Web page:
General: The human rights situation in Tunisia: A stark decline and indicators of imminent danger


"You, a human for the people, a messenger of words

Speak, suffer, and perish within words

And if you don't live among them, then let the words be

A witness on them, and the words a witness on thee[1]." 

Mounour Samadeh, Tunisian Poet 1931 -1998. 

It is undeniable that nowadays in Tunisia, there is great need of words and expression, raising the voice of righteousness and conscience to uphold and reinforce human rights after the dramatic decline of the important legal methods for rights and freedoms, and violations of some basic human rights.

The regression of human rights indicators is considered a serious phenomenon faced by the Tunisian state after a series of conflicts aimed at undermining public freedoms since independence, which is damaging the social structure and has a significant negative impact on inclusive development, political and social stability.

In recent years, Tunisia has become a beacon for human rights defenders, a haven for refugees, and a harbor for advocates of human rights and peace.

Since the end of 2018, there has been a significant increase in the flow of human rights defenders to Tunisia, particularly from Libya, Egypt, and even from other countries in the Arab Maghreb region, such as Algeria for example. Which is an exceptional situation compared to any other capital city in North Africa.

This was the history of contemporary Tunisia, which now seems to be fading and losing its luster. Therefore, it is necessary to express concerns and condemn this danger that affects not only Tunisians but also anyone who sets foot on Tunisian soil.

Analytical table: Constitutions of the Republic of Tunisia and rights and freedoms. 

Constitution of the Third Republic 

Constitution after revolution2011 

Constitution after independence 





Year of Release                     

kais Saied

Moncef Marzouki

Habib Bourguiba


President of the Republic

Modified Presidential

Mixed parliamentary



Political system

By referendum

Assembly Tunisia's National Constituent

National Constituent Council





Number of chapter




Number of Articles

Section II, 22 to 55

Section II, 21 to 49

Within General Provisions


Section on Rights and Freedoms

Articles 55


Articles 5-17

Guarantees of rights and freedoms

 Articles 55

Articles 49 

Principle and limits of principle

Limits of rights and freedoms

As observed from this analytical table, there is a lack of significant changes at the legislative and legal levels, particularly concerning constitutional texts. However, there is a noticeable violation and disregard for these legal provisions in practice. This is clearly observed in the issuance of new decrees and orders that deviate from constitutional principles, which should serve as the highest legal authority.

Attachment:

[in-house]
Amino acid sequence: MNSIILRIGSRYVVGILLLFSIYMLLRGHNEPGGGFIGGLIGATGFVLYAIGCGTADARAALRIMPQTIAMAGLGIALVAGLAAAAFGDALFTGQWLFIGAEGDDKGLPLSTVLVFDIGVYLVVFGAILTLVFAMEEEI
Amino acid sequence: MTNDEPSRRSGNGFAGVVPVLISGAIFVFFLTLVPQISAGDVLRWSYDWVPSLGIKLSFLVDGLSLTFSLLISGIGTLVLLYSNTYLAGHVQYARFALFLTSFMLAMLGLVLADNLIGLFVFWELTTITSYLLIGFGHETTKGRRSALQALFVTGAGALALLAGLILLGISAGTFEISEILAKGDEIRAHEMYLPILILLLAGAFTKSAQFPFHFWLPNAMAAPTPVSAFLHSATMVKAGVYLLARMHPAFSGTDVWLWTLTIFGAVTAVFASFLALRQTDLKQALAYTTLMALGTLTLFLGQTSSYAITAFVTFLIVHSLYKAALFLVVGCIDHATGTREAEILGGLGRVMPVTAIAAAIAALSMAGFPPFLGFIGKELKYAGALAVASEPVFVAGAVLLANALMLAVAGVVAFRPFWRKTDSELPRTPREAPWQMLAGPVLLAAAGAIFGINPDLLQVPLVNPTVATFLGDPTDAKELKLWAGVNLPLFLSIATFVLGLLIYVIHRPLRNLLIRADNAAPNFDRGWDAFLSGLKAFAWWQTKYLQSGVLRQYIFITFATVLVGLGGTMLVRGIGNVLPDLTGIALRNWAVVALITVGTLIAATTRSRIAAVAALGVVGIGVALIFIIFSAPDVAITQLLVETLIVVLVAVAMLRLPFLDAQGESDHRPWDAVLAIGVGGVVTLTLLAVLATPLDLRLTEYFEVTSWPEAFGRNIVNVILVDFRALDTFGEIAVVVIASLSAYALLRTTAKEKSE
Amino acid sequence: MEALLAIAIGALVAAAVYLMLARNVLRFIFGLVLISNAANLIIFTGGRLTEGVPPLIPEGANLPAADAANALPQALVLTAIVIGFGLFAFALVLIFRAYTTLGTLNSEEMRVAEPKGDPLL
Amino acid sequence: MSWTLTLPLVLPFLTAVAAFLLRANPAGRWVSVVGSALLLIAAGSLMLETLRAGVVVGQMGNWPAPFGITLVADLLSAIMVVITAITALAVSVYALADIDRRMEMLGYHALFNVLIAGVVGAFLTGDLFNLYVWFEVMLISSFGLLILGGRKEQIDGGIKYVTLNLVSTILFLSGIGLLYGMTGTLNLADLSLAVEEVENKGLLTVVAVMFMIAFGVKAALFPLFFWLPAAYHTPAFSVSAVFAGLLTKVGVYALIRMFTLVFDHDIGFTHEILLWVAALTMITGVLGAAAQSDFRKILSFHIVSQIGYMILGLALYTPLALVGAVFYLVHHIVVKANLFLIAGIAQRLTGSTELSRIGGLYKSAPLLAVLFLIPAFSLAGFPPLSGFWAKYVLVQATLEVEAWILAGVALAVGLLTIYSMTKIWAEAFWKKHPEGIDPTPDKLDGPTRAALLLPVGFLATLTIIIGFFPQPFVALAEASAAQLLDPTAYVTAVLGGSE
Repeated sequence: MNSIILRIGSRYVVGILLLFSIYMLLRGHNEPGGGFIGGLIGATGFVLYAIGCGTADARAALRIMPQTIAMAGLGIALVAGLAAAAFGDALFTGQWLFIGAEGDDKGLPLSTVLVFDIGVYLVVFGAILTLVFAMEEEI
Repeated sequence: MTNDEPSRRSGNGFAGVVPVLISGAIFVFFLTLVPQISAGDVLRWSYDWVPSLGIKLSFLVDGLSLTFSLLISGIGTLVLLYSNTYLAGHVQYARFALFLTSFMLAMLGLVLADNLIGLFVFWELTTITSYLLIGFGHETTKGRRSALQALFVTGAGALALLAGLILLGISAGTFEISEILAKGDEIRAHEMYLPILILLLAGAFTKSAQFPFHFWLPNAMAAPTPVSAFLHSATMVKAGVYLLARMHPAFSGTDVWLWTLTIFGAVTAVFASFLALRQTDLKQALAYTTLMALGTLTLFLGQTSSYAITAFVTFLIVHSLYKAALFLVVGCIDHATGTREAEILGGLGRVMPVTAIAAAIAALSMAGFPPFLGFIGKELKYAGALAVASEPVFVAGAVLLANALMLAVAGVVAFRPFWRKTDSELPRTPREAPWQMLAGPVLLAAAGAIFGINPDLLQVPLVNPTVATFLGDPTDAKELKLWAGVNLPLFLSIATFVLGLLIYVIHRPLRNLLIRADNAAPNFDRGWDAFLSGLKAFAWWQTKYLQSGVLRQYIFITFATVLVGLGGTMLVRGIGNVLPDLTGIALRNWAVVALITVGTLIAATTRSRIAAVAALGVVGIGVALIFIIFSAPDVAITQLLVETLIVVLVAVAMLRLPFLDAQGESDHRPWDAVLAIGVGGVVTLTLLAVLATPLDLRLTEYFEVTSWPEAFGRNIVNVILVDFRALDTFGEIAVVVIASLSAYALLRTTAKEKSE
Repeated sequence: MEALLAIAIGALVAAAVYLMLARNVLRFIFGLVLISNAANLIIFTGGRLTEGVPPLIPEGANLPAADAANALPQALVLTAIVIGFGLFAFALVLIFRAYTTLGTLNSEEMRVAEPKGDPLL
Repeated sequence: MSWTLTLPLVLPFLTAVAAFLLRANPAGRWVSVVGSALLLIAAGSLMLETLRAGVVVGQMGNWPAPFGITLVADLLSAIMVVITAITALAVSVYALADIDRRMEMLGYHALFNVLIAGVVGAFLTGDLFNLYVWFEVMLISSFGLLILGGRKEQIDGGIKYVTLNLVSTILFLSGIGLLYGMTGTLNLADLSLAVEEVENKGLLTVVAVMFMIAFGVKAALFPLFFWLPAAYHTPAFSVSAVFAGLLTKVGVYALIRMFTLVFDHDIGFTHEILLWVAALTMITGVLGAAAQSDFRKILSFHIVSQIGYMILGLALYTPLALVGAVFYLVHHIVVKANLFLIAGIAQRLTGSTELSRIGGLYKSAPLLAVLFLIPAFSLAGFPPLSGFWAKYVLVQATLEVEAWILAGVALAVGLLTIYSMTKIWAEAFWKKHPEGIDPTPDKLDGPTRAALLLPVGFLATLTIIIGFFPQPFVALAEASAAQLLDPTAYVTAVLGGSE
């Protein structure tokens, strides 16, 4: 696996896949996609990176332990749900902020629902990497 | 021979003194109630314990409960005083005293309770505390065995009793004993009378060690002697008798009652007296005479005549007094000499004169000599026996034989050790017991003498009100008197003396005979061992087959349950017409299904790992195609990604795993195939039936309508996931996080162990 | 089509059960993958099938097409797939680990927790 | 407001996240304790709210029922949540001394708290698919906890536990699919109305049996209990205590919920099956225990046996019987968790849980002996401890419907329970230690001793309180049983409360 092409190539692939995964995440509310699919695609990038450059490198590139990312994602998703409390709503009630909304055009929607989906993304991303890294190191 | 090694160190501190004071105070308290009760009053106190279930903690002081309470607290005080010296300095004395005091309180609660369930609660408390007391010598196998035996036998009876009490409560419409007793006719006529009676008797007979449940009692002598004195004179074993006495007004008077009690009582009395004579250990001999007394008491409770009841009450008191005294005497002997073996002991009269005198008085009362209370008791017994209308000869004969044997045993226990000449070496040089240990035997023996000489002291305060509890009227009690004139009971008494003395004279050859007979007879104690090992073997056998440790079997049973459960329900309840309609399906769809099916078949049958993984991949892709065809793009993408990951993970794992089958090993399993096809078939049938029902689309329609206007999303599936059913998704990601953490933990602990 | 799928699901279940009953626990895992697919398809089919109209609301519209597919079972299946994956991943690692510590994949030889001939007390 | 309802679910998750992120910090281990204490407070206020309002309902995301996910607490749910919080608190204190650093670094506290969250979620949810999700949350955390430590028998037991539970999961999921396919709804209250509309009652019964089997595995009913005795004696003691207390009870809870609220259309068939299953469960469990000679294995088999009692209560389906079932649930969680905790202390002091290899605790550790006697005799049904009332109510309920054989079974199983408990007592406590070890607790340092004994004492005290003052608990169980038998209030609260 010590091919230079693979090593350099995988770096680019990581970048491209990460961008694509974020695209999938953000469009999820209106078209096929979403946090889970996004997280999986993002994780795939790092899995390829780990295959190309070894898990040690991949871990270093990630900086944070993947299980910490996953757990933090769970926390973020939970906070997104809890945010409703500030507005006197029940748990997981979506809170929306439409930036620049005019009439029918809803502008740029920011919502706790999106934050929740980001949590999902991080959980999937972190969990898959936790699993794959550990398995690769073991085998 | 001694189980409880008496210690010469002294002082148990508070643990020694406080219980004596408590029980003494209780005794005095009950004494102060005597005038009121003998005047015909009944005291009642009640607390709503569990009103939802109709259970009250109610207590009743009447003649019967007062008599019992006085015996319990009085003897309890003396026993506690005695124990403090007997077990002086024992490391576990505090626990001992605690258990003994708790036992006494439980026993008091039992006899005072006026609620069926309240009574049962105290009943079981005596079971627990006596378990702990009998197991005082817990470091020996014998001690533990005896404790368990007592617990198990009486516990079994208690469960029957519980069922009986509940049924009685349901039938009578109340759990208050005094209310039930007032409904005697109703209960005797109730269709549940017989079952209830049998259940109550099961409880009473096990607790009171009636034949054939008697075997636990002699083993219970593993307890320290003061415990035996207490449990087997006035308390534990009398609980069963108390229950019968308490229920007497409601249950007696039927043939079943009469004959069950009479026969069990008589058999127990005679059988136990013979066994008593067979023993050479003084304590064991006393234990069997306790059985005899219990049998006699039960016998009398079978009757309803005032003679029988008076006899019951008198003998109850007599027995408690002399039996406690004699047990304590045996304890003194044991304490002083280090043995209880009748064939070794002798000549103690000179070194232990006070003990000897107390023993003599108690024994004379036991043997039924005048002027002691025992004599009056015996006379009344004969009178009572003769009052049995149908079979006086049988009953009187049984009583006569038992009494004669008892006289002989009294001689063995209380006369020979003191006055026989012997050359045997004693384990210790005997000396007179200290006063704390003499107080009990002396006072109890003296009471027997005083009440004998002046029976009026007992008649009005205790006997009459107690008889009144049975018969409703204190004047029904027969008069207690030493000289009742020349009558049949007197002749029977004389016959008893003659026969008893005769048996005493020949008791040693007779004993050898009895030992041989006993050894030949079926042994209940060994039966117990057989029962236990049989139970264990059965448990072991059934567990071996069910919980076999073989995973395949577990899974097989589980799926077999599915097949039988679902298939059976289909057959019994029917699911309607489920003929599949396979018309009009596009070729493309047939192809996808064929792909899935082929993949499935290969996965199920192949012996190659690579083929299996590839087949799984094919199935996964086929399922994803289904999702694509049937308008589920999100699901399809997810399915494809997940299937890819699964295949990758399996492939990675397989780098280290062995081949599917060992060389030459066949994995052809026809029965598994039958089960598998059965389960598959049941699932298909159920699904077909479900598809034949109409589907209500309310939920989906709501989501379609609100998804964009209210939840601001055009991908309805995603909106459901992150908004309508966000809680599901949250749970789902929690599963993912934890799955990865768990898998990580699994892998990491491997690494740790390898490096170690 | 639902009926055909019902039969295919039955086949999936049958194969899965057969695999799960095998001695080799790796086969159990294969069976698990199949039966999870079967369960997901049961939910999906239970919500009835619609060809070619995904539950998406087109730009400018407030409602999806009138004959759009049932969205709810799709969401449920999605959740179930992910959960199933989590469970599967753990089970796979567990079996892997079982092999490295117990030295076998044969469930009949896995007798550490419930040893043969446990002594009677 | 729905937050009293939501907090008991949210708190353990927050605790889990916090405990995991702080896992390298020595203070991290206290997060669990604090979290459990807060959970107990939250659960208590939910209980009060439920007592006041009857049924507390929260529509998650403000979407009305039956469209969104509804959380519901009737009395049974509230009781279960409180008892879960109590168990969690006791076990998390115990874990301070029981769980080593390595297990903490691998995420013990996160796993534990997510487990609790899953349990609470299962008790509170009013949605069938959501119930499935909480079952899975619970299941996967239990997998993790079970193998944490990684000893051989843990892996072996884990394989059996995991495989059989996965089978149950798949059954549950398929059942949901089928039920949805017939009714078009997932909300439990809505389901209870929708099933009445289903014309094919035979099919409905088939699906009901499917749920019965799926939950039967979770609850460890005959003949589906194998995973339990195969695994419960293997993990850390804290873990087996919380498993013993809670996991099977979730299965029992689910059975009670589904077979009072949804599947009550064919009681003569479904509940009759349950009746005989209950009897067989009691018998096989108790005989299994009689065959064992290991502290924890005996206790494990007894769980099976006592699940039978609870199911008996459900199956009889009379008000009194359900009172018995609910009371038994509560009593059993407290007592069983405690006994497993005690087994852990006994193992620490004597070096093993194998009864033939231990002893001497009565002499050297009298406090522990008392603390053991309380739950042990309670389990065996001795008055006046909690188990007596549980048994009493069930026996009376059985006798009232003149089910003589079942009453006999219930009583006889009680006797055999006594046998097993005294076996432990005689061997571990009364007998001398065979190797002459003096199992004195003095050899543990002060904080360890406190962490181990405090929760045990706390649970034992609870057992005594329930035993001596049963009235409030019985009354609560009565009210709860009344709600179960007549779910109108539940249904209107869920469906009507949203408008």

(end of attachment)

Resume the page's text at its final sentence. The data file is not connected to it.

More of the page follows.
Political and social rights

  1. Basic human rights guarantees have been dismantled and weakened since the concentration of power in the hands of the President of the Republic in July, despite his repeated commitments to ensure respect for human rights by the authorities.
  2. Decrees are being issued without proper oversight or review [2], resulting in the erosion and decay of numerous significant human rights achievements in recent years. Unfortunately, there are no indications of a prompt restoration of these rights.
  3. Several national institutions, including the Independent High Electoral Commission, have been dismantled [3]. Just three months before the referendum[4], a restructuring took place on April 21, 2022, through a decree that altered its composition, granting the presidency of the Republic the authority to intervene in the appointment of all commission members.
  4. In a concerning development, the electoral law was amended three months prior to the legislative elections without any public consultations or discussions. On September 15, 2022, "Decree Num. 55-2022" was issued, reducing the number of parliament members from 217 to 161. Additionally, voters were allowed to cast their votes for individuals instead of party lists, a change aimed at diminishing the influence of political parties, as observed by experts.
  5. The new electoral law also eliminated the principle of gender parity, which previously aimed to ensure equal participation of women in the political arena.

The judiciary and the right to a fair trial

  1. The President has issued two decrees that grant him the power not only to appoint judges and public officials but also to dismiss them based on vague reasons, while depriving them of the right to appeal. This move undermines the principles of justice and fairness, as it fails to ensure the independence of the judiciary and leaves judges vulnerable to political interference.
  2. On June 01, 2022, a total of 57 judges were arbitrarily dismissed, allegedly on charges related to impeding terrorism-related investigations, engaging in financial and moral corruption, and adultery.This shows that the executive authority is not committed to preserving the right to a fair trial[5] by ensuring the independence of the courts and protecting judges from political influence [6].